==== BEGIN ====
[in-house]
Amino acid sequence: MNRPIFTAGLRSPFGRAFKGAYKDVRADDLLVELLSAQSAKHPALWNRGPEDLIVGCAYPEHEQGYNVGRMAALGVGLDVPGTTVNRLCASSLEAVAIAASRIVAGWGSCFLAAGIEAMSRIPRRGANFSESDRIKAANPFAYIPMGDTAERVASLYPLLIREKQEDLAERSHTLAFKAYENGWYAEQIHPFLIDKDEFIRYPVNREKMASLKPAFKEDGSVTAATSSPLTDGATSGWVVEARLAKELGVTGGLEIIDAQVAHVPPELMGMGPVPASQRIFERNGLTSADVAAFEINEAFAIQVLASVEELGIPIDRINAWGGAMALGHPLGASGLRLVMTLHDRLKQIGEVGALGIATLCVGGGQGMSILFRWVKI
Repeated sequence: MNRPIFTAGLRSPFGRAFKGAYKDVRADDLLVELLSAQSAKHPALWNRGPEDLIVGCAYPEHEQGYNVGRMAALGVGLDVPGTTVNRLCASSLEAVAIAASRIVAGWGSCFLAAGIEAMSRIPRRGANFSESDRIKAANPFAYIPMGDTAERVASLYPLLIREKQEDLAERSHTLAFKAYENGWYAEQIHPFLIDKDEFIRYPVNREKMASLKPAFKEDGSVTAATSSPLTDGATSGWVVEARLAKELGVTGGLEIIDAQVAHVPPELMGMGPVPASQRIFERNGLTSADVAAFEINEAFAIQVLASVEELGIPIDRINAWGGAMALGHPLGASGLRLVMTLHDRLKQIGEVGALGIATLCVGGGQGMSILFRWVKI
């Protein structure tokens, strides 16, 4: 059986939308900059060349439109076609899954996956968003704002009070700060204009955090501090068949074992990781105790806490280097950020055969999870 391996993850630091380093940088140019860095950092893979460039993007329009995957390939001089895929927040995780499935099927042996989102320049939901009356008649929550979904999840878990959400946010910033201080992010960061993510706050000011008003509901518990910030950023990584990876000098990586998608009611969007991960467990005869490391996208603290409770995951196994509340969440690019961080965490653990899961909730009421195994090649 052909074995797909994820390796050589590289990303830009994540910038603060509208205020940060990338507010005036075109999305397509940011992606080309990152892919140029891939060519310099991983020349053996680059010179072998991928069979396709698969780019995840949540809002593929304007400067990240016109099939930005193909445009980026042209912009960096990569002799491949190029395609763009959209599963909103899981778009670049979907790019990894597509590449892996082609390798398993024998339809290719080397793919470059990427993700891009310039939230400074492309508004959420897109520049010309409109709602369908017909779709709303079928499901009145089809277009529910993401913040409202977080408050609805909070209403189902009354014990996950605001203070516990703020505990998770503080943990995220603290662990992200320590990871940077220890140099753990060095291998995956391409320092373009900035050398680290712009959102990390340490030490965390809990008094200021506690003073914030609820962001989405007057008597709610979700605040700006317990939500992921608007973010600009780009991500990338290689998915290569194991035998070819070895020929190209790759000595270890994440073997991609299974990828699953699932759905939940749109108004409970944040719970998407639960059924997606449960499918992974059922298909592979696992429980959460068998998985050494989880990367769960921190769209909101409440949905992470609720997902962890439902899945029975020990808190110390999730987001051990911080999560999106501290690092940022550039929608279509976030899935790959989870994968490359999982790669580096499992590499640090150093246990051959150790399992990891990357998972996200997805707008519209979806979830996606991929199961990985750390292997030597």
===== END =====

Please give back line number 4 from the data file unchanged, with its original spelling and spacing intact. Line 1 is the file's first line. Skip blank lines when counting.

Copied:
């Protein structure tokens, strides 16, 4: 059986939308900059060349439109076609899954996956968003704002009070700060204009955090501090068949074992990781105790806490280097950020055969999870 391996993850630091380093940088140019860095950092893979460039993007329009995957390939001089895929927040995780499935099927042996989102320049939901009356008649929550979904999840878990959400946010910033201080992010960061993510706050000011008003509901518990910030950023990584990876000098990586998608009611969007991960467990005869490391996208603290409770995951196994509340969440690019961080965490653990899961909730009421195994090649 052909074995797909994820390796050589590289990303830009994540910038603060509208205020940060990338507010005036075109999305397509940011992606080309990152892919140029891939060519310099991983020349053996680059010179072998991928069979396709698969780019995840949540809002593929304007400067990240016109099939930005193909445009980026042209912009960096990569002799491949190029395609763009959209599963909103899981778009670049979907790019990894597509590449892996082609390798398993024998339809290719080397793919470059990427993700891009310039939230400074492309508004959420897109520049010309409109709602369908017909779709709303079928499901009145089809277009529910993401913040409202977080408050609805909070209403189902009354014990996950605001203070516990703020505990998770503080943990995220603290662990992200320590990871940077220890140099753990060095291998995956391409320092373009900035050398680290712009959102990390340490030490965390809990008094200021506690003073914030609820962001989405007057008597709610979700605040700006317990939500992921608007973010600009780009991500990338290689998915290569194991035998070819070895020929190209790759000595270890994440073997991609299974990828699953699932759905939940749109108004409970944040719970998407639960059924997606449960499918992974059922298909592979696992429980959460068998998985050494989880990367769960921190769209909101409440949905992470609720997902962890439902899945029975020990808190110390999730987001051990911080999560999106501290690092940022550039929608279509976030899935790959989870994968490359999982790669580096499992590499640090150093246990051959150790399992990891990357998972996200997805707008519209979806979830996606991929199961990985750390292997030597």